The Pulitzer Prize-winning tragedy of a salesman's deferred American dream
Ever since it was first performed in 1949, Death of a Salesman has been recognized as a milestone of the American theater. In the person of Willy Loman, the aging, failing salesman who makes his living riding on a smile and a shoeshine, Arthur Miller redefined the tragic hero as a man whose dreams are at once insupportably vast and dangerously insubstantial....
Brick, an alcoholic ex-football player, drinks his days away and resists the affections of his wife, Maggie. His reunion with his father, Big Daddy, who is dying of cancer, jogs a host of memories and revelations for both father and son.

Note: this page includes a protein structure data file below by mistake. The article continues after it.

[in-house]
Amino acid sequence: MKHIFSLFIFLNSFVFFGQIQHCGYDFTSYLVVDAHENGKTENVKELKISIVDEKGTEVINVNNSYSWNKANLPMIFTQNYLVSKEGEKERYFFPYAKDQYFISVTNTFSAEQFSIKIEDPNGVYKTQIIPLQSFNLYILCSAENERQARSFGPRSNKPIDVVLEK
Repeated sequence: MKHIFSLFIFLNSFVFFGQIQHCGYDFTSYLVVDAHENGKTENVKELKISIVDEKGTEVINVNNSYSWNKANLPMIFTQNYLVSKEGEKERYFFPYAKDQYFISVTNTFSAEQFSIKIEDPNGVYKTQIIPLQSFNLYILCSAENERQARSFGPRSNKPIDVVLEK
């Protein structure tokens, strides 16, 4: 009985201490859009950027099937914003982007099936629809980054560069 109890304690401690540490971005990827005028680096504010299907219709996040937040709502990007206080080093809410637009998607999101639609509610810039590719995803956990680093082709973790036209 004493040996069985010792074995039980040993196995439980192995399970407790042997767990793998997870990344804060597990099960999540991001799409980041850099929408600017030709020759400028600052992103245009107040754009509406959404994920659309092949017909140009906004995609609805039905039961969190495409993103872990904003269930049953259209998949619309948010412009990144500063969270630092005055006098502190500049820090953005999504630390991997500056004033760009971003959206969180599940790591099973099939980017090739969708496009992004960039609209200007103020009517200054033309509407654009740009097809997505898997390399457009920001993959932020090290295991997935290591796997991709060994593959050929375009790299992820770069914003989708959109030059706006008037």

Contains the complete text of the play, along with critical and contextual material including articles by Miller on his play, the stage designer's account of the original production, reviews of the play's opening night on Broadway in 1949, critical essays on the play, general essays about Miller, and analogous works.